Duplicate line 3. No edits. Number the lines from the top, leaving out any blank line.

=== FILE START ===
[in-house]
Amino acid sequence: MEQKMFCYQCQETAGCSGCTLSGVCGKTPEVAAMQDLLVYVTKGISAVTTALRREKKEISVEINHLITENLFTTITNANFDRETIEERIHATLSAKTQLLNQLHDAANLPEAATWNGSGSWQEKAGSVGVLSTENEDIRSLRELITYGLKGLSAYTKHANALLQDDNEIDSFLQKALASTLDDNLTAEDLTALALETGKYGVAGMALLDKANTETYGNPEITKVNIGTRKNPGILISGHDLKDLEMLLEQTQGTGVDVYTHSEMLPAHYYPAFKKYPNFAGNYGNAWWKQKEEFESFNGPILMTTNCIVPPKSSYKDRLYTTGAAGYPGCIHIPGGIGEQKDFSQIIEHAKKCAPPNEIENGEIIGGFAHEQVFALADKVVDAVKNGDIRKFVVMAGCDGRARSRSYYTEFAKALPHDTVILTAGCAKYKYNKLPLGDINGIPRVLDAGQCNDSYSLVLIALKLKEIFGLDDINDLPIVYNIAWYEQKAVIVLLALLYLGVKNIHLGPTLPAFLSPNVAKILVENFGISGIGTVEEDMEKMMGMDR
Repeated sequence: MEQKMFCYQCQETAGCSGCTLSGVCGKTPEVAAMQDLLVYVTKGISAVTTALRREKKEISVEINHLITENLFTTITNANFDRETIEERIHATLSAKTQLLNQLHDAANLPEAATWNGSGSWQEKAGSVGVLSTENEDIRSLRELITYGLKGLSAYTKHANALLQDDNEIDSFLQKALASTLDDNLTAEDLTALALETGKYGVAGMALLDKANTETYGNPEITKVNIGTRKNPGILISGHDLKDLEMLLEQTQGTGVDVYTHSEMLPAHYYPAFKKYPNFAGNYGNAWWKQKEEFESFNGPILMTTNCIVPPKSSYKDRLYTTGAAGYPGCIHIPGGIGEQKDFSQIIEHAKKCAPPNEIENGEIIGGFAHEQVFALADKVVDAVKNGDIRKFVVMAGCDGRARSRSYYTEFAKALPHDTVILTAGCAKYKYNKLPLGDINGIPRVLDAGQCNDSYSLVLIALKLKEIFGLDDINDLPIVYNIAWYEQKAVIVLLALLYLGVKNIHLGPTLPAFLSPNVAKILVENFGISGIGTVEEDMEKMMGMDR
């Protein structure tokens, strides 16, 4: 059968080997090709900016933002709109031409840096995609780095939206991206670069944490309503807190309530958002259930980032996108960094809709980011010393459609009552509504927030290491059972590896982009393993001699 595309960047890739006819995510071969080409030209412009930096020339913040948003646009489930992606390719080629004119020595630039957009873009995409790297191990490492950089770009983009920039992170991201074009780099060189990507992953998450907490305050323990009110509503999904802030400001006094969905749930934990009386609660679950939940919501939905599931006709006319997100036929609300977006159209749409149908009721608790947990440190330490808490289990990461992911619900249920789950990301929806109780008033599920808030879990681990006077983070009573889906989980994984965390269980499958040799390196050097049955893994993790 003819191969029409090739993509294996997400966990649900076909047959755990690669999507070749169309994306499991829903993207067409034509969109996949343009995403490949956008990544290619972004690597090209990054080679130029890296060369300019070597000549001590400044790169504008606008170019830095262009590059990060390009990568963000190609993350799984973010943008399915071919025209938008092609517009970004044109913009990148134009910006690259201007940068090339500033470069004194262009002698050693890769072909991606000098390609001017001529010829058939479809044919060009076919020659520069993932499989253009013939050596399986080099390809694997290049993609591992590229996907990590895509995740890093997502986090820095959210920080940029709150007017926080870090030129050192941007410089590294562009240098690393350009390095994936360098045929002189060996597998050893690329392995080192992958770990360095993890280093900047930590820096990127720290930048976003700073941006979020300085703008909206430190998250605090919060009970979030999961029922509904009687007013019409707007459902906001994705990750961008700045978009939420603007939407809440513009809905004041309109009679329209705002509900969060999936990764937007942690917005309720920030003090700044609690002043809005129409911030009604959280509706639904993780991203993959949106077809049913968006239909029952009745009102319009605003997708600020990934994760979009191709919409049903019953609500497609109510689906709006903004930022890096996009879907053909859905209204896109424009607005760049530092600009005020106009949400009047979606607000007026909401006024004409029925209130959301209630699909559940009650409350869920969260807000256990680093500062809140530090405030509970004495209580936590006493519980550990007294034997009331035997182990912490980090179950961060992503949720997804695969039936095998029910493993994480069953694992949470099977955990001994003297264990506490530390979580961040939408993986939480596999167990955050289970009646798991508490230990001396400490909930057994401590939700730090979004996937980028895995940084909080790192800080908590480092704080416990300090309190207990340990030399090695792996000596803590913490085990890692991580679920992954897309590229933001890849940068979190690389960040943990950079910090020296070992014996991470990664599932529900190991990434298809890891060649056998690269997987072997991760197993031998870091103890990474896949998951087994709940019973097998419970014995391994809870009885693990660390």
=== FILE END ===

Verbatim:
Repeated sequence: MEQKMFCYQCQETAGCSGCTLSGVCGKTPEVAAMQDLLVYVTKGISAVTTALRREKKEISVEINHLITENLFTTITNANFDRETIEERIHATLSAKTQLLNQLHDAANLPEAATWNGSGSWQEKAGSVGVLSTENEDIRSLRELITYGLKGLSAYTKHANALLQDDNEIDSFLQKALASTLDDNLTAEDLTALALETGKYGVAGMALLDKANTETYGNPEITKVNIGTRKNPGILISGHDLKDLEMLLEQTQGTGVDVYTHSEMLPAHYYPAFKKYPNFAGNYGNAWWKQKEEFESFNGPILMTTNCIVPPKSSYKDRLYTTGAAGYPGCIHIPGGIGEQKDFSQIIEHAKKCAPPNEIENGEIIGGFAHEQVFALADKVVDAVKNGDIRKFVVMAGCDGRARSRSYYTEFAKALPHDTVILTAGCAKYKYNKLPLGDINGIPRVLDAGQCNDSYSLVLIALKLKEIFGLDDINDLPIVYNIAWYEQKAVIVLLALLYLGVKNIHLGPTLPAFLSPNVAKILVENFGISGIGTVEEDMEKMMGMDR